Please note this week's assignment schedule:
Tuesday 2/3 - Questions on Aristotle's Politics (Book 3) due. Each response should be a paragraph (5+ sentences) and include direct quotations from the text. Be sure to analyze and offer your own insight of each quotation included.
- In Book 3, Aristotle seeks to determine what a state is. He first considers what the state is composed of: citizens. What is a citizen, and what are the excellences of a citizen? What is the difference between a good man and a good citizen? Who is considered a citizen?
- What are the different "true" forms of government? What are the different principles upon which each is based? What are the "perversions" of the "true" forms of government?
- What does Aristotle mean by "justice is…equality-not, however, for all, but only for equals." (Book 3, chapter 9) Consider also his discussion of flute-players in Book 3, chapter 12.
- What is the purpose of the state? For what sake does it exist? (Book 3, chapter 9)
Wednesday 2/4 - Questions on Machiavelli's The Prince due at the beginning of class. You are NOT required to read the entire book - you should skim through the parts of the book required to answer the assigned questions below. You may also include content discussed in class. As a reminder, each response should be a paragraph (5+ sentences) and include direct quotations from the text. Be sure to analyze and offer your own insight of each quotation included.
Machiavelli categorizes political regimes into two main types: principalities and republics.
- What are the different types of principalities?
- In chapters 6-9 of The Prince, Machiavelli discusses different ways of founding new principalities: through one's own arms and "skill" (virtù), through arms and the fortunes of others, through wickedness, or through the support of fellow citizens. What are some of the examples he gives of men who founded new principalities through their own skill (virtù)? What does he mean by "skill" (virtù)? For example, how did Cesare Borgia display this skill? (see chapter 7) What distinguishes Borgia from Agathocles the Sicilian, who lacked this skill in Machiavelli's view? (see chapter 8)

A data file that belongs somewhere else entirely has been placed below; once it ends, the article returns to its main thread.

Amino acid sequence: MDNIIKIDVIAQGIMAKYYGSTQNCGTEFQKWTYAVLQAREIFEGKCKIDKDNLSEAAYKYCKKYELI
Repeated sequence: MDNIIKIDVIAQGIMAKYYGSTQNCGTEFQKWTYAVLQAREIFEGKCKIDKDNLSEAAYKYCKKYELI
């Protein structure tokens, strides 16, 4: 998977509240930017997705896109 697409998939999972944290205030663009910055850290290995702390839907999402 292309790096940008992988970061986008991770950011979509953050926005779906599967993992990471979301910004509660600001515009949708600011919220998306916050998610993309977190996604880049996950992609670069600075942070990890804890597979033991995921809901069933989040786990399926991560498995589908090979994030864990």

- "A prince…must not have any other object nor any other thought, nor must he take anything as his profession but war, its institutions, and its discipline…" (chapter 14, p. 124). Why does Machiavelli attach so much importance to military art?
- Why is it better for a prince to be feared than loved? (see chapter 17)
- Machiavelli refers to "Fortune" throughout The Prince. He says, for example, that some princes acquired their principalities "by means of their own skill and not because of Fortune…" (p. 93), that "…Fortune is the arbiter of one half of our actions…" (159) and that "…it is better to be impetuous than cautious, because Fortune is a woman, and it is necessary, in order to keep her down, to beat her and to struggle with her" (162). What does he mean by "Fortune"?
Friday 2/6 - Read and summarize "Unlocking Liberty" (The Economist). Do you agree with the article's application of Locke's principles? Explain.